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Connecting two markets: An equilibrium framework for shorts, longs, and stock loans

  • Blocher, Jesse
  • Reed, Adam V.
  • Van Wesep, Edward D.

We analyze a reduced-form framework for understanding the equity loan market's impact on share prices. We show that hard-to-borrow stocks will have distinct return patterns, responding more to shocks in the supply of shares available, and to changes in the heterogeneity of investor beliefs, than other stocks. We conduct two empirical tests in which we find strong support for these equilibrium predictions. In our first test, we take advantage of a tax-driven exogenous shock to share loan supply and find that when supply is reduced around dividend record dates, prices of hard-to-borrow stocks increase 1.1% while prices of easy-to-borrow stocks are unaffected. In our second test, we find that hard-to-borrow stocks have 4.8% lower three-month returns than other stocks, with negative returns concentrated in stocks with high heterogeneity in investor beliefs. Thus, we extend the Diether, Malloy, and Scherbina (2002) result that stocks with a greater dispersion of investor beliefs have lower returns.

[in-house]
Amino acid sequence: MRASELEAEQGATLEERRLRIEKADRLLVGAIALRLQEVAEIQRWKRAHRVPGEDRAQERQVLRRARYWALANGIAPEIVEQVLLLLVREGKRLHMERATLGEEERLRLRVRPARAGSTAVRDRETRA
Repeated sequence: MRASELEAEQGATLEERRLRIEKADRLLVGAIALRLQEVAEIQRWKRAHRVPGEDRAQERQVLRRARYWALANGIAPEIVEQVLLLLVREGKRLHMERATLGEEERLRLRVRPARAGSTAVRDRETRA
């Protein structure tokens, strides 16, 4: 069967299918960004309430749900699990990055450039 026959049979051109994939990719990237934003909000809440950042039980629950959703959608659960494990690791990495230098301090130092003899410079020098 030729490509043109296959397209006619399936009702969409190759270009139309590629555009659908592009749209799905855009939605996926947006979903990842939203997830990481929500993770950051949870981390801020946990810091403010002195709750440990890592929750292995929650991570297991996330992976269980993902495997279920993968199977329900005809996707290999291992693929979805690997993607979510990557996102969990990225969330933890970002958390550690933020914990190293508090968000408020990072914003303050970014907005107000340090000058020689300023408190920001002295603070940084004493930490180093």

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Article provided by Elsevier in its journal Journal of Financial Economics.

Volume (Year): 108 (2013)
Issue (Month): 2 ()
Pages: 302-322

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Handle: RePEc:eee:jfinec:v:108:y:2013:i:2:p:302-322
Contact details of provider: Web page: http://www.elsevier.com/locate/inca/505576

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